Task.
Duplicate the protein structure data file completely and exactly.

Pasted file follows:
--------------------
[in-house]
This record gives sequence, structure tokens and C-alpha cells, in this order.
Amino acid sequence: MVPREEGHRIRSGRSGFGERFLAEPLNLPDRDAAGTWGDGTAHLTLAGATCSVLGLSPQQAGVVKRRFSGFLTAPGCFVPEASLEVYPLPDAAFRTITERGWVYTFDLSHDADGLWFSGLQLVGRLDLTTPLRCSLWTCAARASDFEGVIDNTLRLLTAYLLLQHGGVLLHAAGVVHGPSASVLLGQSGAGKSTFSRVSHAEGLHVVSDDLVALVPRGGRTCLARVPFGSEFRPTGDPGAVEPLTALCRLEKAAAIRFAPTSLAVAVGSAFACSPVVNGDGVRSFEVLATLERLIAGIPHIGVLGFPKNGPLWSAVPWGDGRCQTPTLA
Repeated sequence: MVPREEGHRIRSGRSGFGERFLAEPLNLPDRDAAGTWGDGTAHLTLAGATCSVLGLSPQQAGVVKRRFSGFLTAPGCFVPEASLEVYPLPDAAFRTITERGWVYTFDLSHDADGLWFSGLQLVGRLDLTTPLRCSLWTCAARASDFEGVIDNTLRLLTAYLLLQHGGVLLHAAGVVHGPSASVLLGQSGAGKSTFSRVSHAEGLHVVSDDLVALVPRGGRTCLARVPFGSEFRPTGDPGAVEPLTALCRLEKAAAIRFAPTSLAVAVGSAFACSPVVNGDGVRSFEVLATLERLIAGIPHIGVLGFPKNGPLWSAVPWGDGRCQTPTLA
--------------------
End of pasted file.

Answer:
[in-house]
This record gives sequence, structure tokens and C-alpha cells, in this order.
Amino acid sequence: MVPREEGHRIRSGRSGFGERFLAEPLNLPDRDAAGTWGDGTAHLTLAGATCSVLGLSPQQAGVVKRRFSGFLTAPGCFVPEASLEVYPLPDAAFRTITERGWVYTFDLSHDADGLWFSGLQLVGRLDLTTPLRCSLWTCAARASDFEGVIDNTLRLLTAYLLLQHGGVLLHAAGVVHGPSASVLLGQSGAGKSTFSRVSHAEGLHVVSDDLVALVPRGGRTCLARVPFGSEFRPTGDPGAVEPLTALCRLEKAAAIRFAPTSLAVAVGSAFACSPVVNGDGVRSFEVLATLERLIAGIPHIGVLGFPKNGPLWSAVPWGDGRCQTPTLA
Repeated sequence: MVPREEGHRIRSGRSGFGERFLAEPLNLPDRDAAGTWGDGTAHLTLAGATCSVLGLSPQQAGVVKRRFSGFLTAPGCFVPEASLEVYPLPDAAFRTITERGWVYTFDLSHDADGLWFSGLQLVGRLDLTTPLRCSLWTCAARASDFEGVIDNTLRLLTAYLLLQHGGVLLHAAGVVHGPSASVLLGQSGAGKSTFSRVSHAEGLHVVSDDLVALVPRGGRTCLARVPFGSEFRPTGDPGAVEPLTALCRLEKAAAIRFAPTSLAVAVGSAFACSPVVNGDGVRSFEVLATLERLIAGIPHIGVLGFPKNGPLWSAVPWGDGRCQTPTLA